When you’re finished, select Stop Recording from the fly-out menu and you’re done. The completed action is now available in the Actions palette for application to a single photograph or many image files using a batch operation using the Batch (File>Automate>Batch) command. The order in which tasks are executed can be edited by dragging and dropping in any order you wish. You can also run an action with some of its steps disabled and have it display dialog boxes during playback so you can interactively adjust specific settings.

Although actions can apply creative effects, they are not filters and don’t have to be treated like plug-ins. One of the main attractions of actions is that they’re convenient. Since the palette is scrollable, you can keep your favorite actions stored there ready for use.

Free & Commercial Actions
One of the best web-based sources for finding actions and other software, including plug-ins, is Adobe Marketplace & Exchange (www.adobe.com/cfusion/exchange). Other action sites worth trolling include Jim Lewis’s ActionCentral (www.atncentral.com). Use Google to look for other, newer sites. Since most actions require less than 50K of hard disk space you don’t have to be worried about download time. In addition to freeware and shareware actions there are several collections of commercial actions that are worth a look.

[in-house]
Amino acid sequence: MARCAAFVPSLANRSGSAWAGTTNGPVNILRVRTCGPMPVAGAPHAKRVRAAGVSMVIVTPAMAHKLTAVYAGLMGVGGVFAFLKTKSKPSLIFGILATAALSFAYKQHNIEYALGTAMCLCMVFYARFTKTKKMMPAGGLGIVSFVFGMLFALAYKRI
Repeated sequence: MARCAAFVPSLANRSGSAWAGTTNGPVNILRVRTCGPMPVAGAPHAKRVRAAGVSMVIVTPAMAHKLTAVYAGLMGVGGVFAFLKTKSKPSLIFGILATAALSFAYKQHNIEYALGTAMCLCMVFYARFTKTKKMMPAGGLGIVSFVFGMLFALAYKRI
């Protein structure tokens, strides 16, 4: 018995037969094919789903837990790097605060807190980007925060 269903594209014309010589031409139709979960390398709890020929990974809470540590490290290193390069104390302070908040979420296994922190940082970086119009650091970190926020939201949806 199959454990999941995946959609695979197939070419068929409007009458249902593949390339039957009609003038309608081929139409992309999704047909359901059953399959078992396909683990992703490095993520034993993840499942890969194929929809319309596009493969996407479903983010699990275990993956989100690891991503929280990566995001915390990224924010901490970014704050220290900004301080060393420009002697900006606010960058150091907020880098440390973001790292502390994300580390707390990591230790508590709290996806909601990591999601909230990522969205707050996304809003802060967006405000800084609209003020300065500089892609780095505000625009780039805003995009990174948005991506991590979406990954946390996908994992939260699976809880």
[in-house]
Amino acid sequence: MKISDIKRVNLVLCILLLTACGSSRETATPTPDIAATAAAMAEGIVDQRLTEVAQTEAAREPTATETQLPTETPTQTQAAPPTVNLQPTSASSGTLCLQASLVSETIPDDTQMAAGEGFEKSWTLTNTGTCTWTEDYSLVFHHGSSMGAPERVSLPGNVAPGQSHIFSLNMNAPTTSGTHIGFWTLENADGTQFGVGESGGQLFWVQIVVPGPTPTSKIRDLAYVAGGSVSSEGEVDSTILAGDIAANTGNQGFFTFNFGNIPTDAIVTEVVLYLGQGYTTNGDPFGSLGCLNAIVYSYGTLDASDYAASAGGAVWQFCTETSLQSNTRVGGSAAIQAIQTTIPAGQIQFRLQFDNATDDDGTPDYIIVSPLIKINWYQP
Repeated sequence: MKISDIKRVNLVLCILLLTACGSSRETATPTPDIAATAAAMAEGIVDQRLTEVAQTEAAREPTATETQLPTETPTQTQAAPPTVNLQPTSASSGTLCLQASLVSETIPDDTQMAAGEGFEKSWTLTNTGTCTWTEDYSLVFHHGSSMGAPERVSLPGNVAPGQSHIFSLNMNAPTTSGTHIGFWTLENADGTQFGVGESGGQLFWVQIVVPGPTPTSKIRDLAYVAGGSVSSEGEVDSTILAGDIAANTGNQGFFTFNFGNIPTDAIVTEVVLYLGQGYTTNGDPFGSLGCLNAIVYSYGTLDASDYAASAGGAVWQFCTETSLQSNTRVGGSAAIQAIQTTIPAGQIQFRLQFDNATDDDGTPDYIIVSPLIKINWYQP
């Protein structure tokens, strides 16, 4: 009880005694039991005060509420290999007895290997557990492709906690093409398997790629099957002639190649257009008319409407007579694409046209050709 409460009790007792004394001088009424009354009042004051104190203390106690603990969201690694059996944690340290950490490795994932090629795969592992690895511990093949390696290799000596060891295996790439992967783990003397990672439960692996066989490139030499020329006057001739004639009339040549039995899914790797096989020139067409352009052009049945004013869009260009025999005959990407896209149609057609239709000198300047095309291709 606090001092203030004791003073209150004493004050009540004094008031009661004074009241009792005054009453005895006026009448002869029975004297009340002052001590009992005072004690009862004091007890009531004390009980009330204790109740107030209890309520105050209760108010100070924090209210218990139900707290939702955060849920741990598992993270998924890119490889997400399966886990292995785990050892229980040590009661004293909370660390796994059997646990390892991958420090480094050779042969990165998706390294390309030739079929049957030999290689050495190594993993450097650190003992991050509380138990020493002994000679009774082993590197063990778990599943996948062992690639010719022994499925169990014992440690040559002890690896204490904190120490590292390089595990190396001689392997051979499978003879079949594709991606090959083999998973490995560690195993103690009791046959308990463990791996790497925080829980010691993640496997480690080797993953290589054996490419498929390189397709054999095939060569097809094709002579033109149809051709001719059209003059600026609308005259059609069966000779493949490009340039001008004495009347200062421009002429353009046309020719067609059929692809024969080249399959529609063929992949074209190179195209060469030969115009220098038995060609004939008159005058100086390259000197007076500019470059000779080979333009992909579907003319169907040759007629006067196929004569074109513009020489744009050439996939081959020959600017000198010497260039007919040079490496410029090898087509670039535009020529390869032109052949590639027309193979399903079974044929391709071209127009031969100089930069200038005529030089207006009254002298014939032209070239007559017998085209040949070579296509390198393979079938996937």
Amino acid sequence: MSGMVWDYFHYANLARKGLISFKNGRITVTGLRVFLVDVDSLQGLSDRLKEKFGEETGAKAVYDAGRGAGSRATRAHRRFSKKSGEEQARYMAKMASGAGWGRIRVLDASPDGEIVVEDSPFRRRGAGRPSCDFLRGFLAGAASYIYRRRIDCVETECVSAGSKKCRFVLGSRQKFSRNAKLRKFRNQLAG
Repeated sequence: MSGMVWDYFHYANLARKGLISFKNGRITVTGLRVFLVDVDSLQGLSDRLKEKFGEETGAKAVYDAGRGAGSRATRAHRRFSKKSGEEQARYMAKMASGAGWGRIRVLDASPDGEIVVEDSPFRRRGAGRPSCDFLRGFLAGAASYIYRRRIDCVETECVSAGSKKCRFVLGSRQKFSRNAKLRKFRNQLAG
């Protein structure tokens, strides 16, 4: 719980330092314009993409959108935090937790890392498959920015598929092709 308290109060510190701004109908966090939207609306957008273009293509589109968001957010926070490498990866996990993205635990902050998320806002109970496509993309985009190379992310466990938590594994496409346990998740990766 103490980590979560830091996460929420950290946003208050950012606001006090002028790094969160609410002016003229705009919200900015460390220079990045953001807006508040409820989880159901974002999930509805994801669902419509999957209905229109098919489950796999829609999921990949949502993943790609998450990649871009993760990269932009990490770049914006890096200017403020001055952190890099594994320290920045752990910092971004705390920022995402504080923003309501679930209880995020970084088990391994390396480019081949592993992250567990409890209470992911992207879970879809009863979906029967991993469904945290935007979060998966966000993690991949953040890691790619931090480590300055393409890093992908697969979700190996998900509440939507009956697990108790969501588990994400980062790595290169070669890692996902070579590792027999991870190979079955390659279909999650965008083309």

The original color photograph of this tree was captured with a Pentax K100D using an exposure of 1/350 sec at f/6.7 and ISO 400. I applied Kent’s Sketch and Charcoal Smudge Action that was downloaded from ActionCentral. Kent Christiansen, along with some workflow help from Mike Warren, created this complex action as a set that includes different versions for Photoshop CS/CS2/CS3 and 7. The download contains a file that contains the texture and a readme file with instructions.
© 2006, Joe Farace, All Rights Reserved